Diadema is located within the metropolitan area of the city of São Paulo; thirty-five percent of the municipality’s population lives on a family income equal to or less than two minimum wage salaries. An estimated 43,000 children and youth are vulnerable to social risks including drug and alcohol dependency, domestic violence, and criminal behavior associated with persistent poverty. Although there are a number of organizations working to address the needs of this low-income population, their activities tend to be isolated and disorganized. These organizations, concerned about the limited efficacy of their efforts, debated with both NGOs and governmental agencies to determine how to reform their organizations.
In 1998, these debates grew into an informal network among service providers who compared experiences. The network included groups working with mental health, drug addiction, violence and criminality. In 2001, the National Bank for Economic and Social Development (BNDES) offered financial resources for creating a database on service provision to children and their families within the municipality; this initiative to consolidate information gave an official shape to the loose network formed earlier, which developed into the Diadema Child and Youth Network.
Once the Network received official recognition and funding, it began operating under the official auspices of the Municipal Council for Child and Youth Rights (CMDCA). The Network is structured in three parts: Participating Members, the Administrative Nucleus, and the Executive Committee. The Participating Members feed the Network by contributing data on children, youths and families that have received their services. These member organizations may be governmental or non-governmental in nature. The Network currently includes about 50 members; partner institutions deal largely with problems relating to human development, family relationships, childhood, education, assistance, and health. The variety of partner agencies included gives the Network a large body of resources on which to draw in coordinating new initiatives to meet the needs of low-income children and families in Diadema.
The Administrative Nucleus of the Network consists of ten representatives from the Assembly: six official representatives and four substitutes. Half are from governmental organizations and the other half non-governmental. The Nucleus manages the Network, defines policies such as evaluation procedure, and approves the Executive Committee. The Committee has a specifically hired team headquartered within the Municipal Department of Social Assistance and Citizenship to integrate the activities of the Network’s members.
To take part in the Network, organizations must be legally registered. This excludes a number of groups who work with children and youths; even so, there are currently fifty organizations taking part, working with approximately 20,000 young people who are in vulnerable situations. Families and young people in need of assistance are directed by participants to pertinent member organizations such as health clinics, the Child Rights Forum, and FEBEM, and the state youth correctional organization.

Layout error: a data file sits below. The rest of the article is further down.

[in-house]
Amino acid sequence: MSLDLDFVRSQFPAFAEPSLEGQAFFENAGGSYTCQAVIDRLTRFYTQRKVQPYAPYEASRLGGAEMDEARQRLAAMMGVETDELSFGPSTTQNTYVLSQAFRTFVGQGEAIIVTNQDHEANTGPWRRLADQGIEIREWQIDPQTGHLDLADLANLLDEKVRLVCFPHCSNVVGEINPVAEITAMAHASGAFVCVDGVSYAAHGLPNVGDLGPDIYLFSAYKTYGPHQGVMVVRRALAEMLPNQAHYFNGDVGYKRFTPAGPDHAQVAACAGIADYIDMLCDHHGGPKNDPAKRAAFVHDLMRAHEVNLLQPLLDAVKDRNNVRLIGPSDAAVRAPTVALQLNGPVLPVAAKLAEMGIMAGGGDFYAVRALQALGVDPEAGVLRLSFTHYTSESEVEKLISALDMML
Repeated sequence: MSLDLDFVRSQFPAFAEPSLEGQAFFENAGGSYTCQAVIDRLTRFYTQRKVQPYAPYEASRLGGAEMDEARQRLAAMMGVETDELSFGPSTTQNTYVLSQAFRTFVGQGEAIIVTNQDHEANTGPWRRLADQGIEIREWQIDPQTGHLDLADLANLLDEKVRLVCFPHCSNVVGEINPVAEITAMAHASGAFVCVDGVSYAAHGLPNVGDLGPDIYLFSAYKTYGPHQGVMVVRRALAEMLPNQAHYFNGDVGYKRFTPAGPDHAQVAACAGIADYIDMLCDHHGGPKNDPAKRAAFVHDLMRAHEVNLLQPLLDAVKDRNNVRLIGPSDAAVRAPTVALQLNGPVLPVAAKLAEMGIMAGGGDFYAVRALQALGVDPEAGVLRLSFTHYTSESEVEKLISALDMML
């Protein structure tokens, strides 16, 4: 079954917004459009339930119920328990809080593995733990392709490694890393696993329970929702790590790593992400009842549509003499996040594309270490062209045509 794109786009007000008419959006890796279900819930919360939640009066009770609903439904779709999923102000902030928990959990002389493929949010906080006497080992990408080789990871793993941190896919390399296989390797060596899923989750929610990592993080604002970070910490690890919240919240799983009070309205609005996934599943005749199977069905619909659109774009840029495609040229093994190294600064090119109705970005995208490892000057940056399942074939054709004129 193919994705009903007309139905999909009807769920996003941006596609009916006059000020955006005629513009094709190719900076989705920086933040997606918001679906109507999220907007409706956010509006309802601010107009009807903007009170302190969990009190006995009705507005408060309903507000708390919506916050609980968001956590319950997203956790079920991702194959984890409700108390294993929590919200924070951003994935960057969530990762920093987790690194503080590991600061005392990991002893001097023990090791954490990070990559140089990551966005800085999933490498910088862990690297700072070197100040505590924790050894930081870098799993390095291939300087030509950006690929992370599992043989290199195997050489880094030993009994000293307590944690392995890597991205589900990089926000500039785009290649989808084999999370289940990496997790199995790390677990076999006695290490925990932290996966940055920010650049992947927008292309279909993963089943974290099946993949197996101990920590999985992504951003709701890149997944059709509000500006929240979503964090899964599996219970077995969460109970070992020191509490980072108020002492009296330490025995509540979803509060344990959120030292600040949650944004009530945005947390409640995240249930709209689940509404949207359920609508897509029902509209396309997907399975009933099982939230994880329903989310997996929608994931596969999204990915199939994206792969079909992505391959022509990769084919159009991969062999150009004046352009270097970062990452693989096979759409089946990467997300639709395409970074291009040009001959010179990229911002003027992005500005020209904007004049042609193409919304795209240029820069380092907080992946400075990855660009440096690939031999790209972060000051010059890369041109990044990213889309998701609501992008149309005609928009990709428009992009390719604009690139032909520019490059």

An electronic data bank is in the process of implementation: exchange of information currently consists of verbal and informal presentations during Network meetings and e-mail communications among the Executive Committee. Even without an operative computer system, the member organizations have taken on the commitment of producing, exchanging, and distributing information and are aware of where to look for information and assistance. Training courses have been a key element in improving attendance. In 2004, 267 professionals from 47 organizations were trained in areas such as social management and information technology, and in specific themes such as children, youth, and families.
The Diadema Child and Youth Network has been recognized by the Diadema municipal government as an important partner in implementing public policies. It improves services to at-risk children and families through integrating government and civil society organizations to provide in-depth and complementary treatments.
- The Diadema Child and Youth Network integrates a number of different governmental and non governmental organizations working with similar issues to promote efficiency in finding solutions to complex social problems.
- In order to work with issues such as youth drug and alcohol dependency, criminality, and mental health, member organizations pool resources and information through a Network structure.
- The Network promotes a constant exchange system with government entities directing families in need to member organizations while in turn benefiting from the data collected by the network in order to identify and expand successful public policies.